Quality science from quality measurement: The role of measurement type with respect to replication and effect size magnitude in psychological research
The quality of psychological studies is currently a major concern. The Many Labs Project (MLP) and the Open-Science-Collaboration (OSC) have collected key data on replicability and statistical effect sizes. We build on this work by investigating the role played by three measurement types: ratings, proportions and unbounded (measures without conceptual upper limits, e.g. time). Both replicability and effect sizes are dependent on the amount of variability due to extraneous factors. We predicted that the role of such extraneous factors might depend on measurement type, and would be greatest for ratings, intermediate for proportions and least for unbounded. Our results support this conjecture. OSC replication rates for unbounded, 43% and proportion 40% combined are reliably higher than those for ratings at 20% (effect size, w = .20). MLP replication rates for the original studies are: pro- portion = .74, ratings = .40 (effect size w = .33). Original effect sizes (Cohen’s d) are highest for: unbounded OSC cognitive = 1.45, OSC social = .90); next for proportions (OSC cogni- tive = 1.01, OSC social = .84, MLP = .82); and lowest for ratings (OSC social = .64, MLP = .31). These findings are of key importance to scientific methodology and design, even if the reasons for their occurrence are still at the level of conjecture.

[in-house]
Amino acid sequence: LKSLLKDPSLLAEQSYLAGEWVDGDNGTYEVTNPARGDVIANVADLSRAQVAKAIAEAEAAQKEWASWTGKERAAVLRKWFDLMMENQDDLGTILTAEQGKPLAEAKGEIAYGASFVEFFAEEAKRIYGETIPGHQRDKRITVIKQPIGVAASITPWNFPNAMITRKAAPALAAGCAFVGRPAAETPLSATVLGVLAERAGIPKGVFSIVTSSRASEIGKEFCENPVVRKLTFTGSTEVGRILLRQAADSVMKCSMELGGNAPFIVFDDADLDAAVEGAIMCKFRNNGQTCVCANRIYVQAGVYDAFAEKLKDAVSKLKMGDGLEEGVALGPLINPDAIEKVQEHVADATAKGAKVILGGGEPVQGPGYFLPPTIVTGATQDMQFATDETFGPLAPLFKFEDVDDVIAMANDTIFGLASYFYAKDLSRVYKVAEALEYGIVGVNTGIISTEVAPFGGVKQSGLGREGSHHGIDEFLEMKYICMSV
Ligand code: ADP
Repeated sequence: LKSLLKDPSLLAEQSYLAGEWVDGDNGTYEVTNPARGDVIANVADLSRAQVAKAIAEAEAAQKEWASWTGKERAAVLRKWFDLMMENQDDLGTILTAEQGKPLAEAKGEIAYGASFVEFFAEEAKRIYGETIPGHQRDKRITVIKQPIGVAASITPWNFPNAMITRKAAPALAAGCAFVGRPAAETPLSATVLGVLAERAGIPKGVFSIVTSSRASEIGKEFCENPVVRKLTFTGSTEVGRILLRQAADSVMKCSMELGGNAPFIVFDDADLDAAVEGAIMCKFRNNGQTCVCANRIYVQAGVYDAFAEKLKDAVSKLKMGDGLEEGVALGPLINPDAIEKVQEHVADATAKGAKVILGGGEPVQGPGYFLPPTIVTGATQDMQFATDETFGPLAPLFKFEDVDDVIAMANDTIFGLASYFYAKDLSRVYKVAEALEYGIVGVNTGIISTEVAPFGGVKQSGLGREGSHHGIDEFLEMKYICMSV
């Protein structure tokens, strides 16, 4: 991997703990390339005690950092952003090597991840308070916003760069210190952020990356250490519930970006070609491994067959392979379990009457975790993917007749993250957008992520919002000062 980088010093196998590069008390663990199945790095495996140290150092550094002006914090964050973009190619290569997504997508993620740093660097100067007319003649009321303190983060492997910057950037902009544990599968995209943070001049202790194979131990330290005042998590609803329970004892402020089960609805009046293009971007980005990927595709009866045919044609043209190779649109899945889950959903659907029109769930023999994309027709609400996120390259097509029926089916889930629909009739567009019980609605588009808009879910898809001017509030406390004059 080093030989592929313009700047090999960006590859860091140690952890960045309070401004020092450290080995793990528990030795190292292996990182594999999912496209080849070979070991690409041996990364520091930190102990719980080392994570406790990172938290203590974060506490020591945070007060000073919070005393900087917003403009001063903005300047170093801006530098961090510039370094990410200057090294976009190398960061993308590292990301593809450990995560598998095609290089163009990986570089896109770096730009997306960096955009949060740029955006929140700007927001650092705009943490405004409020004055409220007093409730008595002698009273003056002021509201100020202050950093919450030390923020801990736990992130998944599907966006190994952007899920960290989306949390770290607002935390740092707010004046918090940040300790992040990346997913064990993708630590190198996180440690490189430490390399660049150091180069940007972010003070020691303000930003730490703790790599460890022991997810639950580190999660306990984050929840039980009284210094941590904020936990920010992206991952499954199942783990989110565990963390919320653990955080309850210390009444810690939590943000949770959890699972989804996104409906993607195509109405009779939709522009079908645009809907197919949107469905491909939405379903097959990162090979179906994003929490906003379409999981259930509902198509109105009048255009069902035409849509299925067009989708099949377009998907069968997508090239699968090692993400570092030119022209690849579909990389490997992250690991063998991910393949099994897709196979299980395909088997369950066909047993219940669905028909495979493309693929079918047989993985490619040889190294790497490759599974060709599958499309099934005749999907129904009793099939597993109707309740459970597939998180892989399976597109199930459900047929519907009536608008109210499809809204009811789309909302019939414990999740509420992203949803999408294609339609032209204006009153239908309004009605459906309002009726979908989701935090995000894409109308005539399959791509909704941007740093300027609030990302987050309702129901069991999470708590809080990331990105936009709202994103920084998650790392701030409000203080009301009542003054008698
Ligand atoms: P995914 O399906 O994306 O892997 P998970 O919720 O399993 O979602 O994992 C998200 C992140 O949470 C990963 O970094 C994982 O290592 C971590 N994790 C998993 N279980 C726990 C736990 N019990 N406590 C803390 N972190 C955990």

Published inPLoS ONE
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